Stanford Space Weather Monitor ProgramParticipate in the Stanford Space Weather Monitor program and monitor real-time effects of space weather on Earth's ionosphere using inexpensive equipment developed by the Stanford Solar Center.
Most Radio Amateurs are very familiar with strong effects space weather has on radio signal propagation via Earth's ionosphere, especially Sudden Ionospheric Disturbances (SID) that make radio communications over long distances difficult or impossible for periods of time. Most also are familiar with other important effects such as when space weather triggers beautiful auroras that disrupt radio communications on some frequencies while enabling communications on others, and when space weather causes damage to communication satellites, disturbs Earth's magnetic field, disrupts commercial power distribution systems, and other things.
Space weather in the region near Earth is determined primarily by solar electromagnetic radiation storms, coronal mass ejections, and disturbances of Earth's magnetic field caused primarily by the Sun. Changes in near-Earth space weather can be observed by monitoring the strengths of Very Low Frequency (VLF) signals propagated between points on Earth via the ionosphere. Stanford Space Weather Monitors receive VLF signals transmitted by Navy submarine transmitters to determine current ionospheric conditions. With the Navy transmitting VLF signals that serve as signal beacons (the difficult end of the system) it is only necessary to receive and measure the strengths of those signals after propagation via the ionosphere to observe changes in ionospheric conditions caused by changes in space weather.
The Stanford Space Weather Monitor program is an education project to build and distribute inexpensive ionospheric monitors like the one above to high school and community college students around the world so they can actively observe effects of space weather changes and learn more about underlying scientific principles and measurement technologies. Even though the program is aimed at educating high school and community college students; Amateur Radio operators, amateur astronomers, university teachers, researchers, and others with related technical knowledge are needed to help local students setup and learn to use the equipment. If you are able and willing to help students in your area setup and learn to operate a space weather monitor, first visit the Stanford Space Weather Monitor website to learn more about the program and then let the Stanford SID program know your location, abilities, interest and willingness to help.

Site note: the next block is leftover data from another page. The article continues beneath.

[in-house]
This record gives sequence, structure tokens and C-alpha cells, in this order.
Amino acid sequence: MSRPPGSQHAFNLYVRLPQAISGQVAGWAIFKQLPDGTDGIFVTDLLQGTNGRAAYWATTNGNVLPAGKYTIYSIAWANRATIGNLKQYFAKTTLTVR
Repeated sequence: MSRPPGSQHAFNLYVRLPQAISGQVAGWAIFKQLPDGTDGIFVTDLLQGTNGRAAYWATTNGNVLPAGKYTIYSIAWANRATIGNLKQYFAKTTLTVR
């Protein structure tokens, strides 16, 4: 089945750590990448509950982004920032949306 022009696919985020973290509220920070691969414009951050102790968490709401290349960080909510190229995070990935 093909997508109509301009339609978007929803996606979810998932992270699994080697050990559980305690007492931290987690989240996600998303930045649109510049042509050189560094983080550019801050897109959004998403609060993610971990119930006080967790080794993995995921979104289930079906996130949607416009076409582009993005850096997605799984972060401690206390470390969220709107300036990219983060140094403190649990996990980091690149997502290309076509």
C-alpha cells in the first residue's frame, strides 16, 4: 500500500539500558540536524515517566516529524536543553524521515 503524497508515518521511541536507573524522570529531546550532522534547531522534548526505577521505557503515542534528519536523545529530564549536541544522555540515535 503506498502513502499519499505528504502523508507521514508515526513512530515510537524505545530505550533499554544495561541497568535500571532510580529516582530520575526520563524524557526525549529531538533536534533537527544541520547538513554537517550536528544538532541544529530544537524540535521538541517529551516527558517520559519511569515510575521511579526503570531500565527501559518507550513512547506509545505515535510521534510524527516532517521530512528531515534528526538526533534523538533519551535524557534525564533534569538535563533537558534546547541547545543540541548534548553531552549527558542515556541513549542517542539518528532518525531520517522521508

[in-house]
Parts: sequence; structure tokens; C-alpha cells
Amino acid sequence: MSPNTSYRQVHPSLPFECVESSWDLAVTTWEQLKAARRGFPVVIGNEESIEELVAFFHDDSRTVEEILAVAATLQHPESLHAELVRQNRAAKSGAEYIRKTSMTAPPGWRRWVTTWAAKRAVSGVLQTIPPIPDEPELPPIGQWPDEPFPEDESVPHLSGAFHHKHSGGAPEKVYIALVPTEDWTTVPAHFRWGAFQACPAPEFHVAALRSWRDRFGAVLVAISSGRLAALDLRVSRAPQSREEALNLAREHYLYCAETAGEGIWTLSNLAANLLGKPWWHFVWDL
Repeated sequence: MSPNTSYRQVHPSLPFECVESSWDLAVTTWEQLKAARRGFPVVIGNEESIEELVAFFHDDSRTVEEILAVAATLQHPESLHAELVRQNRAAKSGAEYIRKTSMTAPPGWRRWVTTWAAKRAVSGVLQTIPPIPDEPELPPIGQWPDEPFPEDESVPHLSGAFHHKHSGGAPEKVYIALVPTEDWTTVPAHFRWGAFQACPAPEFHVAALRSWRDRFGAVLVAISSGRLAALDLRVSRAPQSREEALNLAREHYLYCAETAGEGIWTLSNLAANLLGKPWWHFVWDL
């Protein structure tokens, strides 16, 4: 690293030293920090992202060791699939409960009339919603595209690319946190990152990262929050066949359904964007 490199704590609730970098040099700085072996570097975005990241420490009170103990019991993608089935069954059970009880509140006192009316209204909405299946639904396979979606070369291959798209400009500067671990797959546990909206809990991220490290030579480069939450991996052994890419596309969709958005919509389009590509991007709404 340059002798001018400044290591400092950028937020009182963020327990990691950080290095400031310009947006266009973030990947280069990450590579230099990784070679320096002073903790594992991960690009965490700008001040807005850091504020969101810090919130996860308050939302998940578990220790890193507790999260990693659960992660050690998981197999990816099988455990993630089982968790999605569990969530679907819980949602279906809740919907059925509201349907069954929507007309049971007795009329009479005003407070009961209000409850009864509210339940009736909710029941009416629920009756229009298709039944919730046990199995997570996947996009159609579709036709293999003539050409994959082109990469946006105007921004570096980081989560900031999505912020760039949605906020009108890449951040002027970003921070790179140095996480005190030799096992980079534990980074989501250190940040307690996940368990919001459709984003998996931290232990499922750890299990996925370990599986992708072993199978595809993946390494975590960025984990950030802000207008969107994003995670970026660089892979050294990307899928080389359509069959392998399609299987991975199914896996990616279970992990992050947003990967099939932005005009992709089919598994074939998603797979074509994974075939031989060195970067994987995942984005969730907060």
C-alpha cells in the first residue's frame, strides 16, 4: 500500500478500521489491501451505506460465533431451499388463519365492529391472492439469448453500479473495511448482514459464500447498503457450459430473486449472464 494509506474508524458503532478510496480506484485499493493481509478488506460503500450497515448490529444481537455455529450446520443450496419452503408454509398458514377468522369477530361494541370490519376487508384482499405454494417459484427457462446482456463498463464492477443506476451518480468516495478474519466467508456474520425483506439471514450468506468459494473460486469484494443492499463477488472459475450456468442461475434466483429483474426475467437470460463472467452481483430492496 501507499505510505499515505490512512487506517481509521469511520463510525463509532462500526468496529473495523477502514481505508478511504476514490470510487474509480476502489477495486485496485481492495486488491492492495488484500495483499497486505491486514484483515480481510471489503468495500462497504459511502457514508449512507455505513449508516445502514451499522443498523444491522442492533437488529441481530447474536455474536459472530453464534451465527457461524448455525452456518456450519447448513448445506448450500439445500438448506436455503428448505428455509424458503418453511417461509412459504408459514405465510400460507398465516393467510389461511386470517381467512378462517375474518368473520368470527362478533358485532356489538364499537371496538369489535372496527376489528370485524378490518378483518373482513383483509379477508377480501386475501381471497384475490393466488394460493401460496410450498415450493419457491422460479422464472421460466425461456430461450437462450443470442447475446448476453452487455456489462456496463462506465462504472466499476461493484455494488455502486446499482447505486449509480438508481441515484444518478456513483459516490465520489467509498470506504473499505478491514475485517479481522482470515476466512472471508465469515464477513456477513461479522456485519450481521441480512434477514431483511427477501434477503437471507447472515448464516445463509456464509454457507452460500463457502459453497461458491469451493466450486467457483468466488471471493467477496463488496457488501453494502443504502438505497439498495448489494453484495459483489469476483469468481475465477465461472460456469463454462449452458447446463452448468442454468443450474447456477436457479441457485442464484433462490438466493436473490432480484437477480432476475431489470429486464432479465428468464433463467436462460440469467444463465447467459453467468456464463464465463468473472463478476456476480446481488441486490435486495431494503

It is a goal of the Stanford Space Weather Monitor Program to have multiple space weather monitors installed and running in 191 countries during International Heliophysical Year 2007 (IHY 2007), so participants are needed throughout most of the world.
There is additional information about the program on the Stanford Solar-Center home page.
If you are interested in radio astronomy also see the Radio JOVE Project.
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